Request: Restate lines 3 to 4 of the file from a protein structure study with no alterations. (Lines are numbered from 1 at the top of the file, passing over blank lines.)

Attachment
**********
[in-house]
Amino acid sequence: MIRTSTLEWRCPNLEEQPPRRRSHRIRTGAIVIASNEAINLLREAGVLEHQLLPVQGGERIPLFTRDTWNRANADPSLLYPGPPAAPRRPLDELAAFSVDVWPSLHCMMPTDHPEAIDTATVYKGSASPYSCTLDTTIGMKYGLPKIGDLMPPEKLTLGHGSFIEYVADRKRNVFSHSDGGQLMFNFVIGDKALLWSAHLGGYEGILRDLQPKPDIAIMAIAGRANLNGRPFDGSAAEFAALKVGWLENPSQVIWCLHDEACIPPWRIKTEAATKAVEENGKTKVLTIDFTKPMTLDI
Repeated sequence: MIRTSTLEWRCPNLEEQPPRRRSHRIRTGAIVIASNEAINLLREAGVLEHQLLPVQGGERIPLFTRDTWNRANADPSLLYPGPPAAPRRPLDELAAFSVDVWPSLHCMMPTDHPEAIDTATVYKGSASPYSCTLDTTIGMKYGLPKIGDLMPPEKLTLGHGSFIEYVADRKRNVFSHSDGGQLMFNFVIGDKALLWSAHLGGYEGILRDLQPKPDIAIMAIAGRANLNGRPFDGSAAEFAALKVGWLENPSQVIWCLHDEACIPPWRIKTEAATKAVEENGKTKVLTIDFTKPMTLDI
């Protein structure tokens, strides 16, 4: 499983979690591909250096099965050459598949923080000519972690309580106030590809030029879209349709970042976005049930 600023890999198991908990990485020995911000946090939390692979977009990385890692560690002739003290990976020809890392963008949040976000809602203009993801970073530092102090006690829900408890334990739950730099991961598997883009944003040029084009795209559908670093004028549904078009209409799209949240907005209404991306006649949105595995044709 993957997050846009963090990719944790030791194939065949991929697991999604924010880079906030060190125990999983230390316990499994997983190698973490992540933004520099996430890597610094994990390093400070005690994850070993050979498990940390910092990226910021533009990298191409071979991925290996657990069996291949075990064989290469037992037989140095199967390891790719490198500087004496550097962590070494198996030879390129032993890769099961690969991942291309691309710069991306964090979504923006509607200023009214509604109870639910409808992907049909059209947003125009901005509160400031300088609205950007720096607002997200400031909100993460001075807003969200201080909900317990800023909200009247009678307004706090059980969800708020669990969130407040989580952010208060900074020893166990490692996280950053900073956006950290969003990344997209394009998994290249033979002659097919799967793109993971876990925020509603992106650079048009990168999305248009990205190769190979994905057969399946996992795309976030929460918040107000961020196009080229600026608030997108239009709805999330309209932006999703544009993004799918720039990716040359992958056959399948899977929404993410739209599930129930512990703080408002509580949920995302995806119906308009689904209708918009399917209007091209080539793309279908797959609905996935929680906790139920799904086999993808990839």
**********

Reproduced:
Repeated sequence: MIRTSTLEWRCPNLEEQPPRRRSHRIRTGAIVIASNEAINLLREAGVLEHQLLPVQGGERIPLFTRDTWNRANADPSLLYPGPPAAPRRPLDELAAFSVDVWPSLHCMMPTDHPEAIDTATVYKGSASPYSCTLDTTIGMKYGLPKIGDLMPPEKLTLGHGSFIEYVADRKRNVFSHSDGGQLMFNFVIGDKALLWSAHLGGYEGILRDLQPKPDIAIMAIAGRANLNGRPFDGSAAEFAALKVGWLENPSQVIWCLHDEACIPPWRIKTEAATKAVEENGKTKVLTIDFTKPMTLDI
């Protein structure tokens, strides 16, 4: 499983979690591909250096099965050459598949923080000519972690309580106030590809030029879209349709970042976005049930 600023890999198991908990990485020995911000946090939390692979977009990385890692560690002739003290990976020809890392963008949040976000809602203009993801970073530092102090006690829900408890334990739950730099991961598997883009944003040029084009795209559908670093004028549904078009209409799209949240907005209404991306006649949105595995044709 993957997050846009963090990719944790030791194939065949991929697991999604924010880079906030060190125990999983230390316990499994997983190698973490992540933004520099996430890597610094994990390093400070005690994850070993050979498990940390910092990226910021533009990298191409071979991925290996657990069996291949075990064989290469037992037989140095199967390891790719490198500087004496550097962590070494198996030879390129032993890769099961690969991942291309691309710069991306964090979504923006509607200023009214509604109870639910409808992907049909059209947003125009901005509160400031300088609205950007720096607002997200400031909100993460001075807003969200201080909900317990800023909200009247009678307004706090059980969800708020669990969130407040989580952010208060900074020893166990490692996280950053900073956006950290969003990344997209394009998994290249033979002659097919799967793109993971876990925020509603992106650079048009990168999305248009990205190769190979994905057969399946996992795309976030929460918040107000961020196009080229600026608030997108239009709805999330309209932006999703544009993004799918720039990716040359992958056959399948899977929404993410739209599930129930512990703080408002509580949920995302995806119906308009689904209708918009399917209007091209080539793309279908797959609905996935929680906790139920799904086999993808990839």